PAWTUCKET â Speaking with a straight face, Jose Iglesias called his spring training experience under the direction of new Boston manager Bobby Valentine âawesome.â Expounding further, the shortstop prospect provided evidence designed to illustrate the change in culture surrounding the way the Red Sox conduct business between the white lines.
âOne day we [myself and Valentine] were around the cage talking about hitting. Next heâs saying that if you take care of the little things, the bigger things will take care of themselves,â was the story Iglesias shared Wednesday at PawSox Media Day after the media crush that had engulfed him thinned out. âHeâs a great energy guy and I learned a lot by paying attention to everything he said.â
As Iglesias made reference to, Valentine comes to Boston widely regarded as a tactician who firmly believes in the importance of stressing every possible facet that figures to have a direct correlation to the gameâs outcome. Regarding Valentineâs hands-on approach, PawSox manager Arnie Beyeler plans to take the lessons he learned from his time around Valentine during the spring and incorporate them at the Triple-A level.
Beyelerâs rationale is this: The players currently in Pawtucket need to become familiar with the idea that should the summons to Boston come, they will be playing for Valentine, the boss. By taking some of Valentineâs principles and working them into the minor-league environment, Beyelerâs aim is to remove some of the guesswork and place the players under his jurisdiction in a position that they have a better understanding of what to expect should the call from Boston come.
âSeeing what [Valentine] did during spring training, weâve got to emulate that down here,â Beyeler said. âThat way when they go up there, they can bunt and hit-and-run and be able to do all the other stuff that will allow them to step right in and be comfortable.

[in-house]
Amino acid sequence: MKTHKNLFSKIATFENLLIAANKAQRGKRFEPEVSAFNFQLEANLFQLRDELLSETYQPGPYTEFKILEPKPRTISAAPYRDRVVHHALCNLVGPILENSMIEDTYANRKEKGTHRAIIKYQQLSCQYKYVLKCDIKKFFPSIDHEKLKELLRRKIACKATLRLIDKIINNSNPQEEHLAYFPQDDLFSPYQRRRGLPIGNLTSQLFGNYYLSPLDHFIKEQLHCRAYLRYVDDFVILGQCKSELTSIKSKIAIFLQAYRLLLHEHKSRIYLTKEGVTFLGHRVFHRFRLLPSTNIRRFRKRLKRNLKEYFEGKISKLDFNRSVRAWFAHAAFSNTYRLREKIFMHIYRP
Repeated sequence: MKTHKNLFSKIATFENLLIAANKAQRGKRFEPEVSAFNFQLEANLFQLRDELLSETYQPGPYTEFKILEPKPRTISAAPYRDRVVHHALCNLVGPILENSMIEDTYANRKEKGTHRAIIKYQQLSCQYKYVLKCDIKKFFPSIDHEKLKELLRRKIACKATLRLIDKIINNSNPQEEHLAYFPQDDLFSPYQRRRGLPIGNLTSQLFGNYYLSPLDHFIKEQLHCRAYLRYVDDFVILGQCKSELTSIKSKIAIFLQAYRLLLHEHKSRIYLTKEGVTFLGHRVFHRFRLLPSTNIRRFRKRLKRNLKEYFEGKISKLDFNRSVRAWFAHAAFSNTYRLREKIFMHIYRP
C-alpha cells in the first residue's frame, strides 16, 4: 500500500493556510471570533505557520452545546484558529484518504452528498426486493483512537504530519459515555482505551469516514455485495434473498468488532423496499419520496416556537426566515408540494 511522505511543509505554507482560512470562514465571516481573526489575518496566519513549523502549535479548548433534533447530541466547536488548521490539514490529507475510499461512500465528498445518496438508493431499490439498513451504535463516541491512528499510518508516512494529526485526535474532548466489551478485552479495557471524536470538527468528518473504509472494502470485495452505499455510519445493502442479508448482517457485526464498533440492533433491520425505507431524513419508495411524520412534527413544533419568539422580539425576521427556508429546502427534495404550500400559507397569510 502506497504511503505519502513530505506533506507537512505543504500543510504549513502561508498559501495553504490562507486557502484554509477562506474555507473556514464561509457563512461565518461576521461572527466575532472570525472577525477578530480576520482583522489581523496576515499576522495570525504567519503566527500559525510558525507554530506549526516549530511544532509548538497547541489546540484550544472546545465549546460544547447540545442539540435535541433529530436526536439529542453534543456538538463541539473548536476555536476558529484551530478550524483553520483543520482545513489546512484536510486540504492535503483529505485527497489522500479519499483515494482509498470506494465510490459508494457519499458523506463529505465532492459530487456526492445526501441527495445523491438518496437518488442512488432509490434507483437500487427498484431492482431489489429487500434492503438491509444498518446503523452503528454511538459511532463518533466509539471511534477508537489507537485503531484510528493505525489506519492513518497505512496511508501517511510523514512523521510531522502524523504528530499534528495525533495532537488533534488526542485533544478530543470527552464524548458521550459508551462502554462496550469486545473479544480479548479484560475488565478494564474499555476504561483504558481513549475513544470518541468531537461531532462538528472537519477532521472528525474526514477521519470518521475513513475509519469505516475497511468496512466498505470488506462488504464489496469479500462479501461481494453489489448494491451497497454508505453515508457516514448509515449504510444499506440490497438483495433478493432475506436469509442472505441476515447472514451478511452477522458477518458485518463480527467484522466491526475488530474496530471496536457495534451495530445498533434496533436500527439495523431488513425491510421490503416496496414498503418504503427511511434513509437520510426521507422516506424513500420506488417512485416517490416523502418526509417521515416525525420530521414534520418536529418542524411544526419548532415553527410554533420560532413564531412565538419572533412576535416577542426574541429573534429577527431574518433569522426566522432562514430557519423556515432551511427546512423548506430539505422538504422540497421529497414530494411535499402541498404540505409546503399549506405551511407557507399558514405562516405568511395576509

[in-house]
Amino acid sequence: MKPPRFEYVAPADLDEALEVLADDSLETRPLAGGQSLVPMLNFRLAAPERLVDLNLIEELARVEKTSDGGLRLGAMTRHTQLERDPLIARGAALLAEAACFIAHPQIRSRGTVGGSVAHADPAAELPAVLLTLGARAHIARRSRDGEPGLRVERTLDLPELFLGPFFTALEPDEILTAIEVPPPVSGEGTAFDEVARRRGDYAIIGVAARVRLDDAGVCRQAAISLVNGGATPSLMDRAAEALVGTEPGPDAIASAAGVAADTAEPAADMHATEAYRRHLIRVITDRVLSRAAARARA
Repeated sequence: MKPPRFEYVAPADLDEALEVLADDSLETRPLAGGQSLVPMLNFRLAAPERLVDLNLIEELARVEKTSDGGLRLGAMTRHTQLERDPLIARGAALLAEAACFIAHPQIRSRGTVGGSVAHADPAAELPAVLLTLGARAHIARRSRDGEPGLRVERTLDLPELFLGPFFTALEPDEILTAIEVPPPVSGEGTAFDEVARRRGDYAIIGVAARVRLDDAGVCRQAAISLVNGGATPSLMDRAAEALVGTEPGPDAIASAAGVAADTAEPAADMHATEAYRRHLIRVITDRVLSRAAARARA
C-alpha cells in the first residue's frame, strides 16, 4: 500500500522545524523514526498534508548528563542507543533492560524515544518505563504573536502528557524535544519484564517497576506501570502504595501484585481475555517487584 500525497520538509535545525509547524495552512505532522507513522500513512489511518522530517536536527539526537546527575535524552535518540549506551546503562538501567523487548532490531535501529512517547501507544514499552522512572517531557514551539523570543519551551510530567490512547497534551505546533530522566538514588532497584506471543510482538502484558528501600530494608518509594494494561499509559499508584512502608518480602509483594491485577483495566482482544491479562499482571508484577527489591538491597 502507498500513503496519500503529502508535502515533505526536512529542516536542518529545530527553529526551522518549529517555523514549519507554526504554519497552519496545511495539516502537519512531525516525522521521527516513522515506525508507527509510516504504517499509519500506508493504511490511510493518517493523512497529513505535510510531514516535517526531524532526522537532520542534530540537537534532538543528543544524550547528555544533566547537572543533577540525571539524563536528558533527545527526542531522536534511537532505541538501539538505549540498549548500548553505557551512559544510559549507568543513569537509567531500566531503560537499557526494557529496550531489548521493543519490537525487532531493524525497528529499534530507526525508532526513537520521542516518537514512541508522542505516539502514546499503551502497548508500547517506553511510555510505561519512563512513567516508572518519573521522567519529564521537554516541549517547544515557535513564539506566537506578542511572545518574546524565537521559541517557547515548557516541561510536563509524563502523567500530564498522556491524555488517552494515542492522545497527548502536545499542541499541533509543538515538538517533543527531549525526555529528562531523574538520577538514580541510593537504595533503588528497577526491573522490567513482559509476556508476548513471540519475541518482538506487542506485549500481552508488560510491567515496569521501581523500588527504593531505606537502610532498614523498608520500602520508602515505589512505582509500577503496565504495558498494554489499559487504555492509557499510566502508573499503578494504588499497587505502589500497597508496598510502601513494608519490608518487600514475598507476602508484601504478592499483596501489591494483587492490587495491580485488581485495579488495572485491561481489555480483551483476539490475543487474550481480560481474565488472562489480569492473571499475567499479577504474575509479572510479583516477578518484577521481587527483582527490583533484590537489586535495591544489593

âThe game itself wonât change but there may be a few situations we throw in from time to time where guys bunt when they normally wouldnât or perform a delayed steal, things that we never used before,â Beyeler continued, furthering the case that the Red Sox are in completely different hands with Valentine as opposed to Terry Francona.
As the Red Sox director of player development, Ben Crockett realizes that the onus falls on him to deliver the message from the major-league side of the equation and dispense it to all the minor-league affiliates. That said, Crockett noted that regardless of whoâs calling the shots in the big-league dugout, the primary mission of the farm system does not change all that much.
âFrom a tactical standpoint regarding some of the plays Bobby may use versus what other managers have used, those types of things can vary which is why we want to give guys the smoothest transition we can,â Crockett stated. âWith a large chunk of [the Pawtucket players] having exposure to major-league camp, it was helpful for them to know the major-league staff and become comfortable around them and kind of see the things that they like to have done.â
Crockett noted that the closer the player is to reaching the bigs, the more he figures to find himself immersed in Valentineâs code of baseball conduct. That said, itâs important for the players not to get completely sidetracked from the work that needs to be done. âCertainly itâs important to know what itâs like when facing an important situation, but itâs about taking [the philosophy of the big-league manager] and balancing both,â Crockett stated. âYou may cater to the style of the major leagues, but you want to develop your players to be able to do a lot of things.â
The 2012 season gets under way Thursday night with the PawSox ringing in the new season at McCoy Stadium against Buffalo. Righthander Justin Germano gets the pitching nod for the PawSox. The 29-year-old spent last season in Clevelandâs farm system before getting released in August. All told Germano has pitched in 79 MLB games between stints with the Padres and Indians.
Who will follow Germano in the rotation remains a bit of a mystery with Beyeler expected to remove any of the guesswork prior to Thursdayâs 7:05 first pitch.
Striking the right blend of veterans with up-and-coming prospects is the goal of any Triple-A squad. The PawSox seem to have both fronts covered with promising sorts such as Iglesias, catcher Ryan Lavarnway and third baseman Will Middlebrooks joining forces with established sorts like 33-year-old pitcher Aaron Cook, he of 10 major-league seasons with Colorado.
âWeâre excited about the group we have here,â Crockett said. âWeâve got a nice mix of guys with some significant major-league time who can contribute here [in Triple A] right away while mentoring some of the younger guys.â